“We’re now moving from avoiding harm, to proactive investments that address the challenges facing the world,” says John O’Shaughnessy, the CEO and CFO of Franciscan Sisters of Mary (FSM) in St. Louis, which runs a nonprofit health system throughout the Midwest. From its $100 million in assets, FSM has carved out an allocation of $10 million for impact investments focused on countering climate change. The congregation has so far committed $6.5 million to private climate change-curbing investments such as $500,000 in the Lyme Forest Fund, a private real estate fund that acquires and sustainably manages forestland; $1 million in Clean Fund Holdings, a private debt fund that helps finance energy efficient updates to commercial properties; and $250,000 in M-KOPA, a consumer lending company that pioneered pay-as-you-go solar in East Africa that now reaches over 200,000 households with affordable solar systems.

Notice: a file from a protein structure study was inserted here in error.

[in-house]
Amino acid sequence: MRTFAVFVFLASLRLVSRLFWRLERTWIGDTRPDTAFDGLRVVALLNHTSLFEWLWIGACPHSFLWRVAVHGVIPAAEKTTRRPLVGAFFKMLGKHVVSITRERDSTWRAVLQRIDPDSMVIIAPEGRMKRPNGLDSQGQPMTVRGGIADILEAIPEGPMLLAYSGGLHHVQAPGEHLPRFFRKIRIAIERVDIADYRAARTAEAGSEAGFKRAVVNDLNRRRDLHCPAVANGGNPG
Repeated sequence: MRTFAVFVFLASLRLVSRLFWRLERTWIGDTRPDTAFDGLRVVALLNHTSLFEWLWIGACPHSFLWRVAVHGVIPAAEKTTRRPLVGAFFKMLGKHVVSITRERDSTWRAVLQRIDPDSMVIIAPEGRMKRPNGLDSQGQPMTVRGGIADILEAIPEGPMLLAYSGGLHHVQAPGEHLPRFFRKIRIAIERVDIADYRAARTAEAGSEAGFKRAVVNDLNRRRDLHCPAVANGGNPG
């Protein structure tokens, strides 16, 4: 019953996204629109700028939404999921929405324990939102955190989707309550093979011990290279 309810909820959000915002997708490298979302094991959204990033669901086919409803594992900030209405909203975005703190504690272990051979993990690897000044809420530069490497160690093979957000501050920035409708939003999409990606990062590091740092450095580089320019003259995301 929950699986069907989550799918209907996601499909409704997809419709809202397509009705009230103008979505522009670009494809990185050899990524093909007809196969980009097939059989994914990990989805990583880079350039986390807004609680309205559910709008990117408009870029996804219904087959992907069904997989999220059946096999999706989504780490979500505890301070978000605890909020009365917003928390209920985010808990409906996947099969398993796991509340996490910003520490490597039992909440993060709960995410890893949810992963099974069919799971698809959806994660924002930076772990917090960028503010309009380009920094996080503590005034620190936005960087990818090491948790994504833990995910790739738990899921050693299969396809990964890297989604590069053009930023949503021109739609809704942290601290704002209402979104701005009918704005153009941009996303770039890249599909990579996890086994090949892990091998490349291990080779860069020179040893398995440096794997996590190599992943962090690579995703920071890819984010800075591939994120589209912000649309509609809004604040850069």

Exciting Potential -Islamic Finance - Sukuk- Green Bond
The Sukuk - A Green Bond: One of the most interesting alternative approaches to developing investments in domestic capital markets for clean energy, is to expand the role of Islamic finance in equity-based markets in both stock and sukuk (Islamic bond) markets. Sukuk is an Islamic financial certificate, similar to a bond in Western finance that complies with Sharia, Islamic religious law. Sukuk bonds do not pay interest, but instead offer the investor a share of ownership in the project they are supporting. Green projects funded by sukuk include clean energy, mass transit, water conservation, forestry, and low-carbon technologies. Like conventional bonds, green bonds can be issued by a corporate, bank or government entity. Malaysia, as one of the most active Islamic finance centers, is taking the lead to provide a marketplace to fund green sukuk bond projects. The UAE recently issued the first Shariah-compliant bond designed for financing green energy products. This initiative is anticipated to open up the regional Gulf market and allow smaller corporations to pursue “green sukuk” as a means for financing their products and services. The Sukuk market is a fast-growing segment with assets equivalent to about 15 percent of the industry.